The more appropriate translation for Bayerische Motoren Werke around here is now Bovine Methane Wells, the pollution from which will directly harm Brown migrant workers living near these new sources of dirty cash. Because that’s what’s causing this mess, cash, and lots of it, all created by the state’s Low Carbon Fuel Standard (LCFS) program. The methane, sold as compressed natural gas, theoretically displaces diesel fuel, but in practice serves to extend reliance on the deadly fossil fuel.
As a result, the pollution credit market is sizzling hot. A single cow can earn a dairy up to $3,000 per year from the sale of its methane, according to trade journal Hoard’s Dairyman, which is more than its milk is worth. It’s so profitable because the dairies treat the easy half of their pollution problem; the county and state ignore their massive cornfields irrigated with manure water, the stalls, other lagoons and burp-inducing feed. Those are expensive sources to treat, so they don’t.
Older Fresnans remember the Producers’ ad jingle and its invitation to come on out to “see just how” their milk was made. I don’t advise it. That dairy is gone, relocated across the street to a modern monstrosity of industrial milk production where the herd of 10,000 head was doubled to 20,000 in 2018, perfectly positioning them to produce more methane to capture more state cash. County approval came without environmental review.
But by doubling the herd while treating only half the problem, there is no reduction in greenhouse gases (GHGs). However, there are twice as many pollutants released into the air and water. From the hauling of milk to the spreading of manure over vast areas, dairies are diesel and pesticide-intensive operations. Their groundwater impacts are notoriously hazardous due to high nitrate levels. Nothing in the LCFS program addresses these impacts.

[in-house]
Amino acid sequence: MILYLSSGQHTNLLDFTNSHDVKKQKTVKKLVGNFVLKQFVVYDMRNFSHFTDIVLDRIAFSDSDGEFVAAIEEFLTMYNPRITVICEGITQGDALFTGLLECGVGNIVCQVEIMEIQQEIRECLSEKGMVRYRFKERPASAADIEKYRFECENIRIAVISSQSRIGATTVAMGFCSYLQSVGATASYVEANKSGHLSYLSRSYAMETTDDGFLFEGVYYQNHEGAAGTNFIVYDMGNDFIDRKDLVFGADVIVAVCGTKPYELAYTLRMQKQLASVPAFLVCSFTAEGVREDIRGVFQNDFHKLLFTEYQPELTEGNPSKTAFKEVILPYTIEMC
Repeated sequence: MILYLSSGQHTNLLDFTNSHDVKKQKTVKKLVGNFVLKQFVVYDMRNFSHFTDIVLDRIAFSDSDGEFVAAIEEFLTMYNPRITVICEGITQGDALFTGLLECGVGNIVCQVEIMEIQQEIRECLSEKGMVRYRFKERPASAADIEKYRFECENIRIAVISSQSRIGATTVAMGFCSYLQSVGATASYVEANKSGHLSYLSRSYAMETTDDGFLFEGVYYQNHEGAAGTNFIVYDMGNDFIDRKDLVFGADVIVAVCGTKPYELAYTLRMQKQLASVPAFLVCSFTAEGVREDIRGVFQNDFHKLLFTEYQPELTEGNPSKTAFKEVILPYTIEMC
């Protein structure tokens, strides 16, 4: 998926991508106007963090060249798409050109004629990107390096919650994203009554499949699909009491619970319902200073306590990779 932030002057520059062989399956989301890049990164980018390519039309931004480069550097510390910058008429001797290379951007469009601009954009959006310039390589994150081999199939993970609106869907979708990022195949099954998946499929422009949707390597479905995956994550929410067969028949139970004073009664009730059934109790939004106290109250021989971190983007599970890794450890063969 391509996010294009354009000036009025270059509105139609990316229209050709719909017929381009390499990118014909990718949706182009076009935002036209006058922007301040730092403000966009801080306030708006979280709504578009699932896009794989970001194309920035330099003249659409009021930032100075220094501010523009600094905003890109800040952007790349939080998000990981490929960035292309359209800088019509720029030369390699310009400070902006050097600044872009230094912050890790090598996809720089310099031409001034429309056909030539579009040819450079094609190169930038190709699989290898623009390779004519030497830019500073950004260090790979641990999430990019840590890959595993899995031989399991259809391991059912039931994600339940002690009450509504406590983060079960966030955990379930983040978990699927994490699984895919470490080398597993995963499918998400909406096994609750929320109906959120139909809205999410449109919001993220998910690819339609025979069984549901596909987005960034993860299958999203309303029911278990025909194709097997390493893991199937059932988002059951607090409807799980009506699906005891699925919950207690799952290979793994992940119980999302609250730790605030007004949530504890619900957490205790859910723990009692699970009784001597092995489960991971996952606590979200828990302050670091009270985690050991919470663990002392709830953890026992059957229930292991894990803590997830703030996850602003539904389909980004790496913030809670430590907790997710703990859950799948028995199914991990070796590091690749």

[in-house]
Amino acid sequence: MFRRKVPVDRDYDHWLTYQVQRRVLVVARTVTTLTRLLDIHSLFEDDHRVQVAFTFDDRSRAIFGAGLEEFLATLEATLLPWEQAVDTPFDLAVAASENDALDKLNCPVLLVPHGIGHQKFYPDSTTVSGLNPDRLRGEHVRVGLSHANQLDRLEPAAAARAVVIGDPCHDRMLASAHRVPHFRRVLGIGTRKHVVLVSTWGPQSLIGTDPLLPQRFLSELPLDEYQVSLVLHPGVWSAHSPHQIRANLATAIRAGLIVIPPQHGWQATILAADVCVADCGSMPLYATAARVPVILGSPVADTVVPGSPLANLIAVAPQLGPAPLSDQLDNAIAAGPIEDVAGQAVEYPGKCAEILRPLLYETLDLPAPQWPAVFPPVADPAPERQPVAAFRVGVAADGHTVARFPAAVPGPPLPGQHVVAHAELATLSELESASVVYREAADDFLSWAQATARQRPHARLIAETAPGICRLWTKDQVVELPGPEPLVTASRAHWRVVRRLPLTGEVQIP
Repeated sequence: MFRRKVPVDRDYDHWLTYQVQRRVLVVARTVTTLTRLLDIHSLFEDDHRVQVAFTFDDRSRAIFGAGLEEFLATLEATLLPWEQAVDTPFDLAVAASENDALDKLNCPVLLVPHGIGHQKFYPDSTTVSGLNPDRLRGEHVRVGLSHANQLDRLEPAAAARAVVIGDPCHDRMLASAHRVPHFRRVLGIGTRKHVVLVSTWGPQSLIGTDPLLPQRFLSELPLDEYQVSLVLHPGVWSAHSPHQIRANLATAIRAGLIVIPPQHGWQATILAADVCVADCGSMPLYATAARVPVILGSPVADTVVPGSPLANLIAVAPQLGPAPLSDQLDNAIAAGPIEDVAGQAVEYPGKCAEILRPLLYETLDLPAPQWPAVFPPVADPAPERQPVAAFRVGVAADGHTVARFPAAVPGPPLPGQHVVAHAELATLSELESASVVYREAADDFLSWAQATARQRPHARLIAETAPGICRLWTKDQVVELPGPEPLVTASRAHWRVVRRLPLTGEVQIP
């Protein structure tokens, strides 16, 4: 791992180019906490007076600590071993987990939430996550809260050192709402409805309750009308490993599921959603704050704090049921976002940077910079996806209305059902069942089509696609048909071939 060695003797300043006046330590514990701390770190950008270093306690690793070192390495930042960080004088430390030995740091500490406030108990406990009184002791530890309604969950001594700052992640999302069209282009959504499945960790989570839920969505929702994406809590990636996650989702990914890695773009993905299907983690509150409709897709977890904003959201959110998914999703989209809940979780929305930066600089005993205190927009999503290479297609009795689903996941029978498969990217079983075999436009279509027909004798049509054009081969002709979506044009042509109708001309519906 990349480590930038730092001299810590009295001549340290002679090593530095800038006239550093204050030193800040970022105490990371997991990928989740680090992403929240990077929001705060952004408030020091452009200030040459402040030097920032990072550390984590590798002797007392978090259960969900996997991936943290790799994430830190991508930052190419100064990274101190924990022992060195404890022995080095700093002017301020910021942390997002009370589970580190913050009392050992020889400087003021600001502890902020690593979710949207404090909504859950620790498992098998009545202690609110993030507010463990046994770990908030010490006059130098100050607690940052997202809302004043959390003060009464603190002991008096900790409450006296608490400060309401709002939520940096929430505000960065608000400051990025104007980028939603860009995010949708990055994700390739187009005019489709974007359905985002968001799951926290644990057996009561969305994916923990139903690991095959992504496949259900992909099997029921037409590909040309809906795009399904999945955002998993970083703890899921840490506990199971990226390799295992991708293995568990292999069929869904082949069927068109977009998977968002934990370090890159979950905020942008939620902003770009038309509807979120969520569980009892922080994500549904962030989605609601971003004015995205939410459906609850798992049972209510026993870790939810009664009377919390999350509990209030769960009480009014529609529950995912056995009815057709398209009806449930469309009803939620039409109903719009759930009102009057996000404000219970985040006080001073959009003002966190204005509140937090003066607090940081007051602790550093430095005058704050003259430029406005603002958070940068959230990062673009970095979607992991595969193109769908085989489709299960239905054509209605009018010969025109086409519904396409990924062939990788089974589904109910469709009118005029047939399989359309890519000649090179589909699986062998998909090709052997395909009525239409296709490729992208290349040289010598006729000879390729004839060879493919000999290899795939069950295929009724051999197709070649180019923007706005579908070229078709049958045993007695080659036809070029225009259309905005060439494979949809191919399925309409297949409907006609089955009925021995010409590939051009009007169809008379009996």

Tower District residents close to the Belmont Avenue processing plant know the air pollution impacts all too well. Plans to demolish the old Zacky Farms there and expand operations should be regarded as highly suspect. Producers avoided review of its rural methane energy factory by hiding its complete plans; first getting approval to double its herd and two years later to add the energy plant. Their volume of business is increasing, and the Tower District location has freeway and rail access, though the current road infrastructure is grossly inadequate.
Money, as always, is the problem, and a solution has emerged: less of it. A petition to disqualify dairy digesters from the LCFS program was filed by the Leadership Counsel in late October. Co-director Phoebe Seaton stated, “California’s climate programs should be incentivizing real solutions, not throwing millions at pollution pits that hurt lower-income communities of color in the San Joaquin Valley and similar places throughout the country.”